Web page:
Stories From Behind the Chair-Part Deux
So this is the second of my stories behind the chair as a hairstylist. You know it is quite intriguing to think that people who do not know you tell you the most intimate of details about themselves, having just met you. It has always blown me away how human that is, and I never blamed them or held that against them in anyway, most people were simply very honest and engaging as they told their innermost details.
I often kept a journal of my customers, such as what we did that day, what their next appointment would entail and a little bit about their personal life, this was an idea that one of my beauty school instructors gave me, and I did it so that I could remember something unique or important about the customer so that I could ask them about it later. It always made the customer feel better that you remembered them and cared about their life and managed to recall a little something from their last visit.
There was a special lady who became my client in one of my first jobs. I worked at an Air Force Base Beauty Salon. It was like my second job behind the chair and I enjoyed it despite all the politics that went with it such as the 'officers wife”. Don’t get me wrong, I enjoyed my clients for the most part and your noncommished officers wives were the best clients, the friendliest people, the best tippers and most importantly, the most loyal. That’s not to say that all officer’s wives are a pill but most of them wear their husband’s stripes on their sleeves and expect to be treated as if they were the ones behind the medals. Many times the “regular” people would get bumped because the Base Commander’s wife had to get in for an emergency do because of some function, oh don’t get me started.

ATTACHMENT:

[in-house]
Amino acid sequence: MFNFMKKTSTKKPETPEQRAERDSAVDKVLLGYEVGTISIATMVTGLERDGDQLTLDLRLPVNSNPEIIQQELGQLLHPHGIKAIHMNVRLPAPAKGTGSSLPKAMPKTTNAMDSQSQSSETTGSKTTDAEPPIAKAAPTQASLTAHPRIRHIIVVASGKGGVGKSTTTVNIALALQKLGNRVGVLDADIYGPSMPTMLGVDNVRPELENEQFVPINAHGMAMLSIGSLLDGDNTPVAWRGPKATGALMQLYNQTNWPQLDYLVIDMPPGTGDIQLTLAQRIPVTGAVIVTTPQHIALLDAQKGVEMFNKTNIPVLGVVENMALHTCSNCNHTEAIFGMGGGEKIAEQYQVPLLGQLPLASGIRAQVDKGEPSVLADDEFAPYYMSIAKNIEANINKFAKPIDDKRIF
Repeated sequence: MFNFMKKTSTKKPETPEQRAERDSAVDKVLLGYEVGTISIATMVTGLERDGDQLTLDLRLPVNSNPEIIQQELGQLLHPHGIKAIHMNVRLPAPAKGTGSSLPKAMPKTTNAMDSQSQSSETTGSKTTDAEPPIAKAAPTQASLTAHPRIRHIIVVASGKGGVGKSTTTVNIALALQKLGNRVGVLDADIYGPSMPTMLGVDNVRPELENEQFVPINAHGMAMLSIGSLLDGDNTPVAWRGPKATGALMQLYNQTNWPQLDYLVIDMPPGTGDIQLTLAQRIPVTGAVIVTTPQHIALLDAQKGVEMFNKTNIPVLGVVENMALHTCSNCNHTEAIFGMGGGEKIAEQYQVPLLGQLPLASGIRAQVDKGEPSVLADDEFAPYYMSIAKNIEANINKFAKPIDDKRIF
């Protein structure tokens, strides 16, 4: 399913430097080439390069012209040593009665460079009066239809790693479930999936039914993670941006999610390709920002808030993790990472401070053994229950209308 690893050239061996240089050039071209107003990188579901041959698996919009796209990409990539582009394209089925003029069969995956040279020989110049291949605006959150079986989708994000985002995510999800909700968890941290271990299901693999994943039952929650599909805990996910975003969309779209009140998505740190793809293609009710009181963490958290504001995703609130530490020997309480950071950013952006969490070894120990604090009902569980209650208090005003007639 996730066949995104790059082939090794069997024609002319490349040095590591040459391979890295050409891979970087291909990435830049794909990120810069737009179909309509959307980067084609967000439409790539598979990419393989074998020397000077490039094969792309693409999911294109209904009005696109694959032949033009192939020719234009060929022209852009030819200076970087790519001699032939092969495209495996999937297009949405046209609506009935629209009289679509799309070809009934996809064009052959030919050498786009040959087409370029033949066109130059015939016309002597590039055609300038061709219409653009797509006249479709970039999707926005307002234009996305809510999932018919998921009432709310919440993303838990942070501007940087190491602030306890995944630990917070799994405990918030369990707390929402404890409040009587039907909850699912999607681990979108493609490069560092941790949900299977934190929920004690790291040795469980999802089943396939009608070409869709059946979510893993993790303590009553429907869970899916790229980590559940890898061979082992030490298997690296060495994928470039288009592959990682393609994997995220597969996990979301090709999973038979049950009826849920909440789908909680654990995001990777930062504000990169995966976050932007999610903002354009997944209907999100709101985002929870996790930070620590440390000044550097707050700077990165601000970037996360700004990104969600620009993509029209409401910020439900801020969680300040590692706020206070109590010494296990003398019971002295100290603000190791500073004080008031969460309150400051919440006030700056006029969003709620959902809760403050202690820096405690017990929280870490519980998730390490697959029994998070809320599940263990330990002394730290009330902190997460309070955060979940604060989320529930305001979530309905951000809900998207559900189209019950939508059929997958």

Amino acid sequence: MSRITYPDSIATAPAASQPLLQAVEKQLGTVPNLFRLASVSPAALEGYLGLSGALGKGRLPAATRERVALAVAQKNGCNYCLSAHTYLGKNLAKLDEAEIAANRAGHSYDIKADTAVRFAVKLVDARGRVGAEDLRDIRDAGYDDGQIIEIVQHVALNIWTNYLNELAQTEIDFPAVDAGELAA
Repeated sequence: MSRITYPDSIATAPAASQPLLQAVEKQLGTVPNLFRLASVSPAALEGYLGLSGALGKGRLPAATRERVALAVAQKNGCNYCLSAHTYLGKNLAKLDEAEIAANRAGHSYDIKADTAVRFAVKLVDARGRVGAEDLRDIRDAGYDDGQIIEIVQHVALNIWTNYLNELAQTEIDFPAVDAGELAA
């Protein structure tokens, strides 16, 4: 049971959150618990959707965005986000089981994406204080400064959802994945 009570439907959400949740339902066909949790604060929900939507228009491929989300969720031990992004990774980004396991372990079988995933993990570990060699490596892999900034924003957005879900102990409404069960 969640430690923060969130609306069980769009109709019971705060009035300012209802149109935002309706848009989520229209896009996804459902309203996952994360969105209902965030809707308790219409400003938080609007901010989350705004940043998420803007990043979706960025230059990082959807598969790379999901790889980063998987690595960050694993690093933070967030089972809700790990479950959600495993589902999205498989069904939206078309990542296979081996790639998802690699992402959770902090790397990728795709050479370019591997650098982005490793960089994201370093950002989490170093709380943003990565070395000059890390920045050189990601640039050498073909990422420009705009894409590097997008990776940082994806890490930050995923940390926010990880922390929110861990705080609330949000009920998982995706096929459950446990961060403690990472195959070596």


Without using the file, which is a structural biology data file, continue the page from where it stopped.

On a particular warm day in June, I was outside having a cigarette break and when I came in I was told that someone had given me an appointment with a lady that I will call Mrs. Beard. They said she was in a wheelchair and that she was going to need her hair colored and cut and washed and set. My coworkers sheepishly told me that her husband made the appointment for her and that he was an ex Colonel, and was very rude. He was bringing her in and they all thought that I would be the best one to handle them. I thanked them profusely (being sarcastic) and got ready for my appointment.
About 30 minutes later, I noticed a man in his seventies or so and he was wheeling a lady around in a wheel chair. I held my breath for a minute getting ready for whatever was to come. Mr. Beard brought his wife in and told me what he wanted me to do for her, without letting his wife speak a word. They were the most adorable couple. I mean him in his military style demeanor that hadn’t left him even if he had probably retired some 30 years ago. I found that humours. Mr. Beard said he would promptly be picking her up at 1500 hours, which is 3 p.m. I greeted Mrs. Beard and we talked some as we were getting ready for her appointment.
I asked her what color she would like for her hair and she said.’ she wanted a nice dark blonde for the “Colonel” and she spoke with the most adorable southern accent. I thought it amusing that she called him the Colonel instead of his name. Here was a lady of about 80 years of age and she started telling me the story of how her and the Colonel met and she was older than him, which was quite controversial back then and proceeded to tell me that she always did what the Colonel told her to do because he took such good care of her. She had nothing but good things to say about the Colonel.
The Greatest Generation
While she was still under the blow dryer, the Colonel walked in and asked if she was ready and I said that it may be a few more minutes, and I expected him to blow his top but he was very cordial and said that he would just wait and read a magazine.